It's tough to remember the exact spelling of words during cram sessions, after staring at a computer for hours on end. Rather than wasting those last minutes, which prove precious to college procrastinators, wracking your brain -- find the correct spelling by typing the tricky word into your phone, just as it sounds in your head.
Clark Rinker, a computer science major at Evergreen State College, used his knowledge of technology to assist struggling students through the creation of the iPhone application, the American Wordspeller and Phonetic Dictionary.
The iPhone app, based off of Diane Frank's book, which she created for her dyslexic daughter, Gabby, Gabby's Wordspeller, converts phonetic spelling to proper spelling. It allows users to search for words by the way that they sound, rather than their actual spelling.
Here's a short video of what the app looks like:
The application consists of two dictionaries. One has the standard spelling of words, along with a brief definition. Rinker said that the definitions are as concise as possible because their purpose is to differentiate between phonetic spellings rather than provide a vast amount of content.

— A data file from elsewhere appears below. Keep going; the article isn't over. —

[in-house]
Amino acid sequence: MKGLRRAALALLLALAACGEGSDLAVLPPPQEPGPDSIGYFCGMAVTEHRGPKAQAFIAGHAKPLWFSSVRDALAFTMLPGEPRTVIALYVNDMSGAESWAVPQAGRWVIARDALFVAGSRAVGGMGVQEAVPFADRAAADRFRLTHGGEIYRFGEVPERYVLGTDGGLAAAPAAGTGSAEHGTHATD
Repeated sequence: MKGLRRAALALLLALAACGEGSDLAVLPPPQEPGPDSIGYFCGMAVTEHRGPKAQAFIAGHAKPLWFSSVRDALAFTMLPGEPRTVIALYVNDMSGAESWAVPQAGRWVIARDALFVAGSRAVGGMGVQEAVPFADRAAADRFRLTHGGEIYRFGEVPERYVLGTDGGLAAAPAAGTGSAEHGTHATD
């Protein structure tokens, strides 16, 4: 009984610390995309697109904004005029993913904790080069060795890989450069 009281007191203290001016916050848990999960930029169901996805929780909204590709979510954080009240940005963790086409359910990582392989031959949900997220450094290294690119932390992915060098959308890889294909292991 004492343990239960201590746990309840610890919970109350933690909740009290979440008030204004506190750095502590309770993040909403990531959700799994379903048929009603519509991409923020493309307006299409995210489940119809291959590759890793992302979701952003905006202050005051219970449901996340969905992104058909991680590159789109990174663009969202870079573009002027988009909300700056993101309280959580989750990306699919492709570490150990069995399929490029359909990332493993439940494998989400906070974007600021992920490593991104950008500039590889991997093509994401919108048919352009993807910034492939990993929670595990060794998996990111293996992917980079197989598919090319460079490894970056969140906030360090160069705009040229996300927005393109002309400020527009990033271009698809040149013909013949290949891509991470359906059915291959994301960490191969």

The second dictionary, the phonetic one, converts how words sound to their standard spelling. It takes into account different spelling possibilities. For example, the word "aback" connects with both "iback" and "abak." Rinker quotes his grade school teachers when he refers to phonetic words as "creative spelling."
The application aims to aid more than forgetful minds. It offers a helpful solution to those struggling with dyslexia. The American Wordspeller and Phonetic Dictionary will also assist iPhone users for whom English is a second language. "Let's face it. English is pretty bizarre and yet it's so widespread," said Rinker. "What if we could break down the barriers between us [those who speak English as a second language and those who speak it as their first] with a $3 app?"
The tech guru formed a database of words in one week and took another week to convert the database into an iPhone application. He used Apple's developer suite, Xcode, to write the codes for the American Wordspeller and Phonetic Dictionary. He then participated in meetings to decide on the final look of the product
Rinker hopes to make some fast cash off of his summer project. The application will sell for $3 in Apple's app store, where users can download the phonetic dictionary onto an iPhone or iPod Touch. Rinker makes 20% of digital sales, which evens out to 41 cents per download.
If his creation flops, Rinker's RA job and his college grants have his bills covered. He sees this as a huge advantage for any student pursing a career before graduation. "As entrepreneurs at the college level, we have a unique opportunity [in] that we carry little baggage that would hold us back out in the real world," said Rinker. "If anything goes wrong with this iPhone app, I'll go to class Monday morning, the same as any other day."
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